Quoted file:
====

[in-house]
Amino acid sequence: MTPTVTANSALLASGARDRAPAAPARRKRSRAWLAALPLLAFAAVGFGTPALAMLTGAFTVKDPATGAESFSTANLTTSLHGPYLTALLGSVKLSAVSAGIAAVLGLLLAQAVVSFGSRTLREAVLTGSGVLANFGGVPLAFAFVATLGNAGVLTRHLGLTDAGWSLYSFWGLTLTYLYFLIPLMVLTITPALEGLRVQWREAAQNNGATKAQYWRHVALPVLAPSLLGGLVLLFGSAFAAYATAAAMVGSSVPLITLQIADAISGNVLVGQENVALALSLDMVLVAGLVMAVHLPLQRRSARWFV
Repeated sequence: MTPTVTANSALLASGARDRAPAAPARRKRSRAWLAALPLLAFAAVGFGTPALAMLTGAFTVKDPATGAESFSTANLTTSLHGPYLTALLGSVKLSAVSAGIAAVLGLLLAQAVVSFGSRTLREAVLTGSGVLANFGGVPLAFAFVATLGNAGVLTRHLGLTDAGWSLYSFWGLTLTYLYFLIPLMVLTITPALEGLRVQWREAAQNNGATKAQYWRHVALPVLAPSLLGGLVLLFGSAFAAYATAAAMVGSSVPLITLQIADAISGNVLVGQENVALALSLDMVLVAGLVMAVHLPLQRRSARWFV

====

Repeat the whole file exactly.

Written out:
[in-house]
Amino acid sequence: MTPTVTANSALLASGARDRAPAAPARRKRSRAWLAALPLLAFAAVGFGTPALAMLTGAFTVKDPATGAESFSTANLTTSLHGPYLTALLGSVKLSAVSAGIAAVLGLLLAQAVVSFGSRTLREAVLTGSGVLANFGGVPLAFAFVATLGNAGVLTRHLGLTDAGWSLYSFWGLTLTYLYFLIPLMVLTITPALEGLRVQWREAAQNNGATKAQYWRHVALPVLAPSLLGGLVLLFGSAFAAYATAAAMVGSSVPLITLQIADAISGNVLVGQENVALALSLDMVLVAGLVMAVHLPLQRRSARWFV
Repeated sequence: MTPTVTANSALLASGARDRAPAAPARRKRSRAWLAALPLLAFAAVGFGTPALAMLTGAFTVKDPATGAESFSTANLTTSLHGPYLTALLGSVKLSAVSAGIAAVLGLLLAQAVVSFGSRTLREAVLTGSGVLANFGGVPLAFAFVATLGNAGVLTRHLGLTDAGWSLYSFWGLTLTYLYFLIPLMVLTITPALEGLRVQWREAAQNNGATKAQYWRHVALPVLAPSLLGGLVLLFGSAFAAYATAAAMVGSSVPLITLQIADAISGNVLVGQENVALALSLDMVLVAGLVMAVHLPLQRRSARWFV